In Shakespeare’s time, as well as in our own, “nature” has several implications. We may invoke the phrase “human nature” when we speak of the physical and psychological properties that belong to our species, as opposed to those of the lower orders of animals. We may speak of one man or one woman’s “nature,” and mean qualities that mark that individual’s character. Or we may speak generally of “nature” itself to suggest the environment that surrounds humanity: the animals, plants, and inanimate objects that comprise the world in which we function.
This chapter will focus on the last of these meanings. For Shakespeare, “nature” is not a passive entity, lying in repose as human beings struggle through their daily lives; rather, it responds to our actions, and in some ways even influences them.
For instance, Shakespeare often dramatizes nature as a pastoral haven. In the final act of The Merchant of Venice, Lorenzo entices his wife, Jessica (daughter of Shylock, the Jewish moneylender), to escape into the magic of the night.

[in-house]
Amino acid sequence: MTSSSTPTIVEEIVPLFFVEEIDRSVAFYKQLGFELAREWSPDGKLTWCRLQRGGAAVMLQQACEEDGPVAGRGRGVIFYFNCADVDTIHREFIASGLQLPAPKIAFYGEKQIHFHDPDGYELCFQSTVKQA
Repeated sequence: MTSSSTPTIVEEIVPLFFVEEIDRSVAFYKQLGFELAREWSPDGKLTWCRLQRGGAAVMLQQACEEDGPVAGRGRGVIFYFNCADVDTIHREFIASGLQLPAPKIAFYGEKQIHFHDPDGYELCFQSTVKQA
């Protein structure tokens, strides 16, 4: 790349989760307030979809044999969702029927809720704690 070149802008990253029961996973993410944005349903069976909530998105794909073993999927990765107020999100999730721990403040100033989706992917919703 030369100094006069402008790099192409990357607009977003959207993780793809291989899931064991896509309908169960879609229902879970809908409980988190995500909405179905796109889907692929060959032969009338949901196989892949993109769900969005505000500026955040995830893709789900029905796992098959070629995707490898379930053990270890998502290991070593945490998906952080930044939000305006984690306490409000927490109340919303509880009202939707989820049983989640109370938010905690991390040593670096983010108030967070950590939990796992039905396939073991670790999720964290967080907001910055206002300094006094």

Here will we sit, and let the sounds of music
Creep in our ears. Soft stillness and the night
Become the touches of sweet harmony.
(V, i, 54–57)
Here nature is a refuge from the realities of life. The same theme is reiterated in As You Like It, when the Duke, leader of a band that has sought refuge in the Forest of Arden, reflects on his home:
Which like the toad, ugly and venomous,
Wears yet a precious jewel in his head;